With less than two days before the March 1st sequestration deadline, Senate Republicans are drafting a bill that would cancel the $85 billion in discretionary spending cuts and instead cede authority to President Obama to make the same level of slowing in the growth of spending.
According to Politico.com, if passed, the bill would require Obama to file a plan to achieve the same level of cuts in spending by March 8th. The proposal puts forward the same requirements as the sequester- that no more than $42.6 billion of the “cuts” come at the expense of defense programs. Under the plan, lawmakers would still have the power to overturn the president’s spending plan by March 22nd, but only with a resolution of disapproval that would require two-thirds majorities in both chambers of Congress to prevail over a veto by Obama.
The proposed bill, which appears to have the support of Senate Minority Leader Mitch McConnell and some conservative Republicans, is being received with skepticism. If passed, Congress’ power to authorize funds would be shifted to the president for a limited period of time.
“Let’s be clear about the goal here,” McConnell said on Wednesday. “The goal isn’t to hand over congressional authority. It’s to make sure these cuts actually happen.”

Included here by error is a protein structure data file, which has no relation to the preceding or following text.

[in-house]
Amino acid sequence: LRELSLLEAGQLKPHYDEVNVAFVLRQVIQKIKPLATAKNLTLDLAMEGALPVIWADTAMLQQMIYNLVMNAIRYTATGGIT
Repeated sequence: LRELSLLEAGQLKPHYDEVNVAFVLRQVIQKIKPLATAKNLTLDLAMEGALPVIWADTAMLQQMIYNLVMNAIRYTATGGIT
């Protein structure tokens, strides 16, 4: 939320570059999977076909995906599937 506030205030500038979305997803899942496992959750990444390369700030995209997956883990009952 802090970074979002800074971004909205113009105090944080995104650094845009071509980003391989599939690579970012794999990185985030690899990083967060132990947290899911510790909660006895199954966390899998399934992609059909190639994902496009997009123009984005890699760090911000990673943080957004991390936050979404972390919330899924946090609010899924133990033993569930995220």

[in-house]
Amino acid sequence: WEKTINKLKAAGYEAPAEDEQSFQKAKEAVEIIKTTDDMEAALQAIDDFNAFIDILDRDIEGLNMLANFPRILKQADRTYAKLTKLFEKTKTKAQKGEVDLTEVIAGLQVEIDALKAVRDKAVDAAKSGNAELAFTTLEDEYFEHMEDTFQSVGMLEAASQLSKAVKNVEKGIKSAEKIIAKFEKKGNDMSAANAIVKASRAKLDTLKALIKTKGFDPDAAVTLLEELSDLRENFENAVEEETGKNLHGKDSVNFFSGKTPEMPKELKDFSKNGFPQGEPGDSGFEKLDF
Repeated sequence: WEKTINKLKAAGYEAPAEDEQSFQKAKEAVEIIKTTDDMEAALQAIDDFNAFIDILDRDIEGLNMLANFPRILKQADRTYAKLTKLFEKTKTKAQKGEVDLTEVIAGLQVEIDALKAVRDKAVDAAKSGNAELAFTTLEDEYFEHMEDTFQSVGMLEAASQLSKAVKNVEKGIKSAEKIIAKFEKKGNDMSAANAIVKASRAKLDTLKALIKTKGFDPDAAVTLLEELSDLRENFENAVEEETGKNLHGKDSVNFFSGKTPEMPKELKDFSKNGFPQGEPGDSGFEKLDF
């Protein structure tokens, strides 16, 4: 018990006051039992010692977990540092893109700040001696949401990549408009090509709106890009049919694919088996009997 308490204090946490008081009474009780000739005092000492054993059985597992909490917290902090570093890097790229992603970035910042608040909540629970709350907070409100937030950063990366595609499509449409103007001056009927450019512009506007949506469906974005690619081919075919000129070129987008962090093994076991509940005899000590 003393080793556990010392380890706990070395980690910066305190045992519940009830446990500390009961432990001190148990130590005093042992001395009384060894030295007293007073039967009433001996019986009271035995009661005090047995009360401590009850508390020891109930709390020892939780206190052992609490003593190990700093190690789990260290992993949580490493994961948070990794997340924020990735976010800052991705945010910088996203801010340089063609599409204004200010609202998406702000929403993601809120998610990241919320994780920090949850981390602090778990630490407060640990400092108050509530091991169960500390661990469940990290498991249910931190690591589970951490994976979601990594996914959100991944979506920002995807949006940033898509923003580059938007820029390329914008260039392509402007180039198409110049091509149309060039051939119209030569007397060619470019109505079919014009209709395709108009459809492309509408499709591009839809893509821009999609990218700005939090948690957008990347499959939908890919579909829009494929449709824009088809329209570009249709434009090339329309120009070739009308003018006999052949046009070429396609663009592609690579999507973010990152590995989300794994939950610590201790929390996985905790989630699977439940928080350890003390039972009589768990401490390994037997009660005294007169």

Sens. Pat Toomey (R-PA) and Jim Inhofe (R-OK), both of whom support the GOP sequester replacement proposal, believe their plan would make it more difficult for the president to continue his scare tactics campaign around the country in which he is supposedly informing Americans about the perils associated with the sequester cuts.
“We need to preserve the magnitude of the cuts, but I think almost everybody agrees that it would be better off if they were done differently,” Toomey said in a phone interview with Pennsylvania reporters. “We’re talking about giving the president this discretion for a matter of several months. It’s from now to the end of this fiscal year.”
However, both Sens. John McCain (R-AZ) and Richard Shelby (R-AL) disagree with the notion of ceding some of Congress’ constitutional authority to the president.
“Congress has a constitutional responsibility to authorize and appropriate for the nation’s security,” McCain said. “And why give that responsibility over to the president of the United States- and that renders us not just ineffective but irrelevant.”
President Obama himself rejected the idea that he be granted authority to make the necessary cuts. In Newport News, Virginia on Tuesday, Obama said, regarding the decision of which cuts to make, “there is no smart way to do it.”
Senate Democrats have put forward an alternate sequester plan that involves putting off the cuts for ten months, with savings gleaned from new taxes on millionaires. However, even they openly admit that they lack the 60 votes to pass it.